GLEN Matlock is best known as the original bass player of the Sex Pistols who, according to legend, was thrown out to make way for Sid Vicious because he ‘liked The Beatles.’
But Matlock says the legend is a myth and that he left the Sex Pistols because of a personality clash with lead singer Johnny Rotten. During his time with the group, Matlock is credited as co-writing 10 of the 12 songs on their one studio classic, Never Mind the Bollocks, Here’s the Sex Pistols.
Since leaving the group, Matlock has played with a roll-call of underground music legends, including Johnny Thunders, ‘Midge’ Ure and Iggy Pop.
He recently hooked up with some of the other greats of popular music to form Robert Gordon & The Gang They Couldn’t Hang, including Chris Spedding from Roxy Music, Slim Jim Phantom of Stray Cats and Robert Gordon, the rockabilly king credited with firing up the roots-rock revival of the ’70s.
Robert Gordon & The Gang They Couldn’t Hang will make their way to Byron Bay in April to play Bluesfest.
“I think I was second best choice for a bass player,” Matlock laughs when asked how he joined the group.
“There was already a connection with the guys – Chris Spedding was the one who produced the Sex Pistols’ first demo recording. I’ve known Chris for a long time; he is a fantastic guitarist but I’ve never actually played with him,” he says.
According to Matlock, the band wanted Stray Cats drummer Slim Jim Phantom, as well as the band’s upright bass player Lee Rocker but the latter wasn’t available. On Slim’s recommendation, The Gang ended up recruiting Glen instead.
“It’s been good, we are all kind of a gang because we all knew each other from before.”
Robert Gordon & The Gang They Couldn’t Hang started playing around the UK last summer.
“It’s a really good band,” Matlock says.
“It’s all that roots rockabilly music. When you are learning the bass guitar, you learn all these bass lines and then you get in a band like the Sex Pistols and you never get to use them.”
Matlock was pivotal in the success of the Sex Pistols. He was the primary melody writer on Never Mind the Bollocks, and is credited with writing most of the lyrics of the classic, Pretty Vacant.
But things turned sour as the controversies that surrounded them in Britain captured the attention of the world – Matlock and Rotten fell out.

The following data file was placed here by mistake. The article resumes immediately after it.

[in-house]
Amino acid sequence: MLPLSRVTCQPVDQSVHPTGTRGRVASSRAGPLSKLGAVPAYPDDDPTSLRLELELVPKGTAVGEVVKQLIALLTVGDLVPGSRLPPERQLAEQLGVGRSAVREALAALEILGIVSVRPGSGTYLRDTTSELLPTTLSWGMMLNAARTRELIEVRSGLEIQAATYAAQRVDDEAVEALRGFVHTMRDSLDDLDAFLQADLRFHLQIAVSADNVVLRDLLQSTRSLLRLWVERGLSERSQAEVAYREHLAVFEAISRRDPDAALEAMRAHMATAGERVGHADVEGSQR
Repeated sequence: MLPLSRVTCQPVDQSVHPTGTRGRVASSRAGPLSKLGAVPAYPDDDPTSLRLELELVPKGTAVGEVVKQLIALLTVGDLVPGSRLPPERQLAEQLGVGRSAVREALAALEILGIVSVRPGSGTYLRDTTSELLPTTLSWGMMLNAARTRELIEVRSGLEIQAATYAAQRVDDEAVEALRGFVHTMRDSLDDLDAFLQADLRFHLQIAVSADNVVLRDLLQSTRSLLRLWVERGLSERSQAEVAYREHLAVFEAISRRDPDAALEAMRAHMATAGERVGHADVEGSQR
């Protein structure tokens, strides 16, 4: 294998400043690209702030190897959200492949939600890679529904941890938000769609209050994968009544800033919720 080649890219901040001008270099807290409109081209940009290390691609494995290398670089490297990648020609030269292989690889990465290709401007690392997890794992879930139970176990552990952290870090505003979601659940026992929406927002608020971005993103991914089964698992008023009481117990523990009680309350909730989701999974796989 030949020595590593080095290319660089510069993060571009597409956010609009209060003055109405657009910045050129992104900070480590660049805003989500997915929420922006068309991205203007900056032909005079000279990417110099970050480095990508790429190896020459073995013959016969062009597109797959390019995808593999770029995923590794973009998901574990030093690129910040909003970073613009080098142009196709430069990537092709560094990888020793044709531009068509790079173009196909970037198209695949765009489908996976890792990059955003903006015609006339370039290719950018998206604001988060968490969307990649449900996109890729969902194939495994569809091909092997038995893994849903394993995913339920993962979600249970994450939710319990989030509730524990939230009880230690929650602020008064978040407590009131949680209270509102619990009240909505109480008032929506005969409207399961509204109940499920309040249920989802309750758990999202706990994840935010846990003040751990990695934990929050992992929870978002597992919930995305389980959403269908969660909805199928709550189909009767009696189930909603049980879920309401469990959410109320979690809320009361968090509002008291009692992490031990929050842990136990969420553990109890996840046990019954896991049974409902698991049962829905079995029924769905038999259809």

Matlock chose to leave the group but manager, Malcolm McLaren, sent a telegram to music magazine, NME, claiming he had been ‘thrown out ...because he went on too long about Paul McCartney.’
“That’s a load of nonsense made up after the event by Malcolm McLaren,” Matlock says.
“The truth is me and John never really saw eye to eye; we are totally different people. It became more trouble than it was worth ... it’s a whole story I’m not willing to go into now.”
After he left the Sex Pistols in 1977, Matlock went on to form The Rich Kids, a New Wave band, with Midge Ure, Steve New and Rusty Egan. Since then he has played bass on the Iggy Pop album Soldier and The Damned album Not of This Earth.
Matlock and Rotten kissed and made up in the mid ’90s with the original Sex Pistols playing several reunion tours before he was asked to join Robert Gordon & The Gang They Couldn’t Hang last year.
And can Bluesfest punters expect to hear some of the classics penned by members of Robert Gordon & The Gang They Couldn’t Hang?
“The song list includes some pretty obscure ’50s rockabilly kind of things we’ve dug out from the past,” Matlock says. “The set also includes a couple of Stray Cats numbers and maybe a Sex Pistols song – I’m not telling you (which songs) ... it’s a surprise.”
Robert Gordon & The Gang They Couldn’t Hang at Bluesfest 2010, being held from Thursday, April 1. Tickets are on sale now. Call 6685 8310.